The story of a remarkable woman – in song
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Praise for Mary Anning of Lyme:
I’ve just had the great pleasure of listening to Kevin Adams’ Mary Anning album – it’s a remarkable achievement. The folk music idiom serves the narrative as no other musical form could. It combines simplicity and clarity with melodic beauty and the instrumental variety is very pleasing. The lyrics are poetry – they set the scene, tell the story, create the character and place her life in the context of history, science, gender politics, religion and, above all, in the location of Lyme Regis. They resonate with the great preoccupations of philosophy (time, space and the nature of our little planet within the universe); there’s a proper relish for the sounds of the words; some nice sardonic humour in the Bishop Ussher piece; a lovely humanity in the conceit of Mary’s father being present at her deathbed and coming alive again in her memories; and Kevin captures the rawness of the actual practice of collecting fossils in all weathers, alongside the keen excitement of discovery. I think the album has great artistic and educational value.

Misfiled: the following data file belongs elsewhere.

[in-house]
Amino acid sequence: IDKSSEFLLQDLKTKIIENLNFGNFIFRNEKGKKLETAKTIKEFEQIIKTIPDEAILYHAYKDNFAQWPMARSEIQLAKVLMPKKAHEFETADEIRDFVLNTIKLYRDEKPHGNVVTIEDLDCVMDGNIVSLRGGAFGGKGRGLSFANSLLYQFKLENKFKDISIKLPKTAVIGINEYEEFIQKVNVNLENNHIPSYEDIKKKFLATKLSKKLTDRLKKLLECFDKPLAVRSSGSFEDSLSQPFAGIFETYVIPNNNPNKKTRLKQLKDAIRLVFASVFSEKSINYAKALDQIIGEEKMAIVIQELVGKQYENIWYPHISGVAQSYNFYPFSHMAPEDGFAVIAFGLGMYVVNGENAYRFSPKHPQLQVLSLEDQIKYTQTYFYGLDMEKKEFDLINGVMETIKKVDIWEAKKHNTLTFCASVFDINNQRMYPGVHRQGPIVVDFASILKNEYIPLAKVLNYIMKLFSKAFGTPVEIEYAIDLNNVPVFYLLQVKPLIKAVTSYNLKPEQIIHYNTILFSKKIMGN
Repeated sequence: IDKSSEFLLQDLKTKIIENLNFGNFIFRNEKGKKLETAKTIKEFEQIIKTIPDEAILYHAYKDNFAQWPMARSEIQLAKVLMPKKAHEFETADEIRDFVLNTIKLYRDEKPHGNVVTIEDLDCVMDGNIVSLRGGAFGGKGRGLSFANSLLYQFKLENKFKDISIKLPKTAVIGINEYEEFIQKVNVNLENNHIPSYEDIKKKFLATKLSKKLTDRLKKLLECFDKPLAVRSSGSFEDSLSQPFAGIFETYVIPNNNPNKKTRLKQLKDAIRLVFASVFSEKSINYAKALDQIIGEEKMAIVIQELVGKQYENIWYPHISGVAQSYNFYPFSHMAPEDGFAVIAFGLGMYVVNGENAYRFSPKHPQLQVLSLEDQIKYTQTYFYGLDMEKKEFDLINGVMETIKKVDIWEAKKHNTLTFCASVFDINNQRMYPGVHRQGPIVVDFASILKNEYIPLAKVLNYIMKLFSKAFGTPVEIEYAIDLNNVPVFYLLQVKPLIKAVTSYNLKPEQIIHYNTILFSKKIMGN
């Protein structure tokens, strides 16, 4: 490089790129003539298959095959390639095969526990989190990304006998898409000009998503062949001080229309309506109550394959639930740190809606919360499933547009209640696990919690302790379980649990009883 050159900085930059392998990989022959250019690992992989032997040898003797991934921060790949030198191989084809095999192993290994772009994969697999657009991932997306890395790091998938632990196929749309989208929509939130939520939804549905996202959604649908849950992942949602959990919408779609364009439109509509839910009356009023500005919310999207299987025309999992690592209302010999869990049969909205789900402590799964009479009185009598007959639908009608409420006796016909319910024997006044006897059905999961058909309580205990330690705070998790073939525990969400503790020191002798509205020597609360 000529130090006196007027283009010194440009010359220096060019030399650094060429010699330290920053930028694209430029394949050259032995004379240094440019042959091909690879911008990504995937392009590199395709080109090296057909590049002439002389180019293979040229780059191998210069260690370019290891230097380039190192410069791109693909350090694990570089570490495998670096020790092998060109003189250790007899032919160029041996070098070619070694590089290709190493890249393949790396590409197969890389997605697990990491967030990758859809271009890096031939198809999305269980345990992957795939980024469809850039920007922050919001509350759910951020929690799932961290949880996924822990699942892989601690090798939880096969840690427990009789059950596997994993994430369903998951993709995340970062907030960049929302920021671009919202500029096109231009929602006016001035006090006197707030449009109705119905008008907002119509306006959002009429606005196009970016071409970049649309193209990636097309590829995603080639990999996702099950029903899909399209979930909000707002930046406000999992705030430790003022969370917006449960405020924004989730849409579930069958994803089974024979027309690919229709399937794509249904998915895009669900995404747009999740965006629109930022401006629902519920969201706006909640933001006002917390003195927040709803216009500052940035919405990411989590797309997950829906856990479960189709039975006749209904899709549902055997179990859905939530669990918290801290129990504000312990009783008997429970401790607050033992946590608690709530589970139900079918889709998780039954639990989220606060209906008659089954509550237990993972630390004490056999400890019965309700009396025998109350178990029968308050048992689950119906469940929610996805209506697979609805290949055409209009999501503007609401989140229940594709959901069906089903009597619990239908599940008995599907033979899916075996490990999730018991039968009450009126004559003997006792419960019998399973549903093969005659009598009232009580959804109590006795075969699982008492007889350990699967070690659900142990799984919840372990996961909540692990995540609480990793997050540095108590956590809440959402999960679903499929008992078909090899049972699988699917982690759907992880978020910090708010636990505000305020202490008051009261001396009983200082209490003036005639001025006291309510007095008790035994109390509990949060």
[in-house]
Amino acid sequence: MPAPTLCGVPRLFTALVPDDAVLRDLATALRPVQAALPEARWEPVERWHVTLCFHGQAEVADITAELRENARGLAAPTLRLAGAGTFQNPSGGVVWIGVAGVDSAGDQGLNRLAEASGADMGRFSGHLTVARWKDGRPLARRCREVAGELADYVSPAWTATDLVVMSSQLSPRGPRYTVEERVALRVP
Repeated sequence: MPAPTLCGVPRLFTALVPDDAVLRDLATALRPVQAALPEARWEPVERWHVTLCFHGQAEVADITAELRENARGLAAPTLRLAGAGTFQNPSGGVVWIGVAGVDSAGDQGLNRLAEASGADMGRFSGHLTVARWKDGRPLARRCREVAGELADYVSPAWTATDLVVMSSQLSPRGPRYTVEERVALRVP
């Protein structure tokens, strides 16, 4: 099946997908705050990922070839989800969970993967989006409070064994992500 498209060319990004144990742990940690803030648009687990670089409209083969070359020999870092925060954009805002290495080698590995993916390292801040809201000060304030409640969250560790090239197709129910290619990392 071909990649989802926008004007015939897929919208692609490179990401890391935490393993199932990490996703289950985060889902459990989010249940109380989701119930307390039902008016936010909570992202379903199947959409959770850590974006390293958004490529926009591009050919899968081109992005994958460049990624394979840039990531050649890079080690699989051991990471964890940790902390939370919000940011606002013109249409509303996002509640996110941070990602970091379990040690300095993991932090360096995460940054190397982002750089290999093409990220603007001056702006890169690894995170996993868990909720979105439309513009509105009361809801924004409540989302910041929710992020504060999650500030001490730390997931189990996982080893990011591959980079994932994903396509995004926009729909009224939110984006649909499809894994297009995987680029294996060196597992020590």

Roy Nevitt: documentary playwright, theatre director, co-founder of the Living Archive Milton Keynes, teacher and creator of community theatre.
My favourite bit is of course Bishop Ussher. Quirky, very clever lyrics, and I love the way that the simple traditional chords suddenly go all prog behind Sheena’s solo in the middle. But then the Plesiosaur is delightful too. Third favourite is Earth Air Fire Water. It’s all reminiscent of the great concept albums of the early 70s. Enjoyable and educational.
This is pure story telling and folk roots quality albeit with interesting (rag-bag) styles. I sincerely hope you have made your work known to the Mary Anning Rocks project in particular and the good folk of Dorset in general!